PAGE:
Wit

Definitions of "Wit"

The natural ability to perceive and understand; intelligence. noun

Practical intelligence; shrewdness or resourcefulness. noun

Sound mental faculties; sanity. noun

The ability to express oneself intelligently in a playful or humorous manner, often in overturning audience expectations. noun

A person noted for this ability, especially in conversation. noun

Intelligent playfulness or humor in expression, as in speech, writing, or art. noun

A person of exceptional intelligence. noun

(at (one's) wits' end) At the limit of one's mental resources; utterly at a loss. idiom

(have/keep) To remain alert or calm, especially in a crisis. idiom

To be or become aware of; learn. intransitive verb

The word "Wit" in example sentences

I coulda took her wit dat, wit’ just my little finger even, and broke her in two. Scene IV. The Hairy Ape

And by ‘virtues intellectual’ are always understood such abilities of the mind as men praise, value, and desire should be in themselves, and go commonly under the name of a ‘good wit, ’ though the same word ‘wit’ be used also to distinguish one certain ability from the rest. Chapter VIII. Of the Virtues Commonly Called Intellectual, and Their Contrary Defects

Some with _singular wit_, when he makes them suppose that the thing that they say or do is best; and therefore they will have no counsel of another who is better and abler than they; and this is a foul stinking pride; for such man would set his wit before all other. The Form of Perfect Living and Other Prose Treatises

Because his women of wit and humor are not introduced for the sole purpose of saying brilliant things, and displaying the wit of the author; they are, as I will show you, real, natural women, in whom _wit_ is only a particular and occasional modification of intellect. Characteristics of Women Moral, Poetical, and Historical

II. ii.86 (166,4) [Not a man of those, but he hath the wit to lose his hair] That is, _Those who have more hair than wit_, are easily entrapped by loose women, and suffer the consequences of lewdness, one of which, in the first appearance of the disease in Europe, was the loss of hair. Notes to Shakespeare — Volume 01: Comedies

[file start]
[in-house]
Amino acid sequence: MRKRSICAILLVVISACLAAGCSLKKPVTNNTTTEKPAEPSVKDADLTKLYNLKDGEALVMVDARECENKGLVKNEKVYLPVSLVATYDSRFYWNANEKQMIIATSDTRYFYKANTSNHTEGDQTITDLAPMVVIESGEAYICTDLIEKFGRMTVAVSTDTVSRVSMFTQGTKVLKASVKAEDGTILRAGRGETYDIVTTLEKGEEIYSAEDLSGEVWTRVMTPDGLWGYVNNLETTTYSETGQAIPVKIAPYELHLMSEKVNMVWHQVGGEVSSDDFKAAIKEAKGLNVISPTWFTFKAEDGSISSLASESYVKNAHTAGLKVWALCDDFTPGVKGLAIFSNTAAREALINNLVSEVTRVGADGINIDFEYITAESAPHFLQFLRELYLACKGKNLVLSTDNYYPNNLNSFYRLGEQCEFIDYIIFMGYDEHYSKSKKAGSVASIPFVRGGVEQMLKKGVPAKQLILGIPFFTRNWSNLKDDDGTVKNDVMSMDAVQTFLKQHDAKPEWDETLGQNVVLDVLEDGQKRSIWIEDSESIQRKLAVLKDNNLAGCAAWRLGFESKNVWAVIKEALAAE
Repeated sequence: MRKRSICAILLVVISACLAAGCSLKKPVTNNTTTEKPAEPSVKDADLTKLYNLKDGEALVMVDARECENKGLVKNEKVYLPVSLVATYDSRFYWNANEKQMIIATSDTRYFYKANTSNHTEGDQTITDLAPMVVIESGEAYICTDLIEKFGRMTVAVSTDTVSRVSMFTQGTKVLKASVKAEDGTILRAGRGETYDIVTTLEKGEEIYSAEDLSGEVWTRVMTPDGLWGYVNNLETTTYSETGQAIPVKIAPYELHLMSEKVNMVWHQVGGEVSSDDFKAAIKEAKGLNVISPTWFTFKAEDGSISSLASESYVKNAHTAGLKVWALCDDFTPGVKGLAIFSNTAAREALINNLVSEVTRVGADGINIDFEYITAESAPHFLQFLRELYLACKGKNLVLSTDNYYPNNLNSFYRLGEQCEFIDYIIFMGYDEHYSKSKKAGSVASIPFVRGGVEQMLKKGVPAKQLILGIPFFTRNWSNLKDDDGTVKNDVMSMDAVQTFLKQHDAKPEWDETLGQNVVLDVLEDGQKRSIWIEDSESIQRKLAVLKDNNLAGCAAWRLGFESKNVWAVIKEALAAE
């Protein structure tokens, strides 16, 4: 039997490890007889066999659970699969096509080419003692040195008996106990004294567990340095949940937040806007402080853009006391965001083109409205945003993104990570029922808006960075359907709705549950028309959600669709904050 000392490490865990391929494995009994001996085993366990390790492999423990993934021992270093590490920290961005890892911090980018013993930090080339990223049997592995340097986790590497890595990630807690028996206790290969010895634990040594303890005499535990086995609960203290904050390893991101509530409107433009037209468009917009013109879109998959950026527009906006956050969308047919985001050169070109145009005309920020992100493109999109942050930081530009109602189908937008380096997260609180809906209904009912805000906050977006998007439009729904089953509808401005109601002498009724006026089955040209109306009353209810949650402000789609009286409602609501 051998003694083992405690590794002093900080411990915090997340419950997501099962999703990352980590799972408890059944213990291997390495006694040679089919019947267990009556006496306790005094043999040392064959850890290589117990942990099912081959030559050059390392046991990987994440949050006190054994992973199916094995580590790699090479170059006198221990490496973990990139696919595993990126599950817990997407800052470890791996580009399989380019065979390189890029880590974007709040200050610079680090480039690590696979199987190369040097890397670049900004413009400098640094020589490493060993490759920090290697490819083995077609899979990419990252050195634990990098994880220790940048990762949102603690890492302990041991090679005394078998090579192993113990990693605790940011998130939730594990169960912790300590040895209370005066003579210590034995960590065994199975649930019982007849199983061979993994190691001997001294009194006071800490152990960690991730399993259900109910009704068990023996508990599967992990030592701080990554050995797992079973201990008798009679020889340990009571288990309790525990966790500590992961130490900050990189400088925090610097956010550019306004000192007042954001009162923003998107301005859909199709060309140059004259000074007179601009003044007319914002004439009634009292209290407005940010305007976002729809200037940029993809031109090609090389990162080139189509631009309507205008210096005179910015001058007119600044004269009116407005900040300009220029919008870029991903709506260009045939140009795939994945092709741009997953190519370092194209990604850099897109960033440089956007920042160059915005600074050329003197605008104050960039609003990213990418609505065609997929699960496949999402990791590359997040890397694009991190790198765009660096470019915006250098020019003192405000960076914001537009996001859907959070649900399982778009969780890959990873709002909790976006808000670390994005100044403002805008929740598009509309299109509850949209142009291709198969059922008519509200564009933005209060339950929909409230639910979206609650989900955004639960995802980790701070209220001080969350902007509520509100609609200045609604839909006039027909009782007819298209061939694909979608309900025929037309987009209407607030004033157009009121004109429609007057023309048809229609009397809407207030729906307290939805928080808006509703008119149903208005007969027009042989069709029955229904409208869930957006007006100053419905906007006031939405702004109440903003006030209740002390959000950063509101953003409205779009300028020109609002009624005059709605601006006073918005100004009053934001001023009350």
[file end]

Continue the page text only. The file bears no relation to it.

I presume you were rather surprised not to see my _consequential_ name in the papers [1] amongst the orators of our 2nd speech day, but unfortunately some wit who had formerly been at Harrow, suppressed the merits of Long [2], Farrer [3] and myself, who were always supposed to take the Lead in Harrow eloquence, and by way of a _hoax_ thought proper to insert a panegyric on those speakers who were really and truly allowed to have rather disgraced than distinguished themselves, of course for the _wit_ of the thing, the best were left out and the worst inserted, which accounts for the _Gothic omission_ of my The Works of Lord Byron: Letters and Journals. Vol. 1

II. i.9 (421,9) So Tamora --/Upon her wit doth earthly honour wait] [W: her will] I think _wit_, for which she is eminent in the drama, is right. Notes to Shakespeare, Volume III: The Tragedies

Rob '. - wyard Wright of sajd Boston marriner, A parcell of Edw: cartwright grouud in the sajd Boston wit' 'a dwelling house thereupon by the sajd Wyard newly erected, the sajd Ground bounded wit' 'the Land of Thomas Shetieild Eastward, wit* "the Land of Samuell Mayo South - ward, wit' ' Suffolk deeds

The word "wit" isn't out of place in discussing Jane Austen novels, but she's not thought of as a laugh-out-loud writer like Erskine Caldwell, Colette, Terry McMillan, L.M. Dave Astor: Serious Novelists Are Sometimes Surprisingly Funny

The word "wit" isn't out of place in discussing Jane Austen novels, but she's not thought of as a laugh-out-loud writer like Erskine Caldwell, Colette, Terry McMillan, L.M. Dave Astor: Serious Novelists Are Sometimes Surprisingly Funny

Your wit is as sharp as a pencil right out of a pencil sharpener! Does It Hurt When I Go Like This?

At first sight, there is nothing in common between that highly specialized faculty which the Anglo-Saxons of the old and the new world designate under the name of humour, and that quality with us which we call wit Mark Twain

At first sight, there is nothing in common between that highly specialized faculty which the Anglo-Saxons of the old and the new world designate under the name of humour, and that quality with us which we call wit (esprit). Mark Twain

"That's what I call wit!" exclaimed Merriwell, in appreciation. Frank Merriwell's Cruise

Sometimes a remarkable ingenuity, which we call wit, adorned his aphorisms; at other times, their liveliness consisted in the happy use of popular proverbs. The Life of Jesus

What does wit mean?

What does the word wit mean? Find synonyms, antonyms and the meaning of the word wit in our free online dictionary! Find words starting with wit and anagrams of wit.

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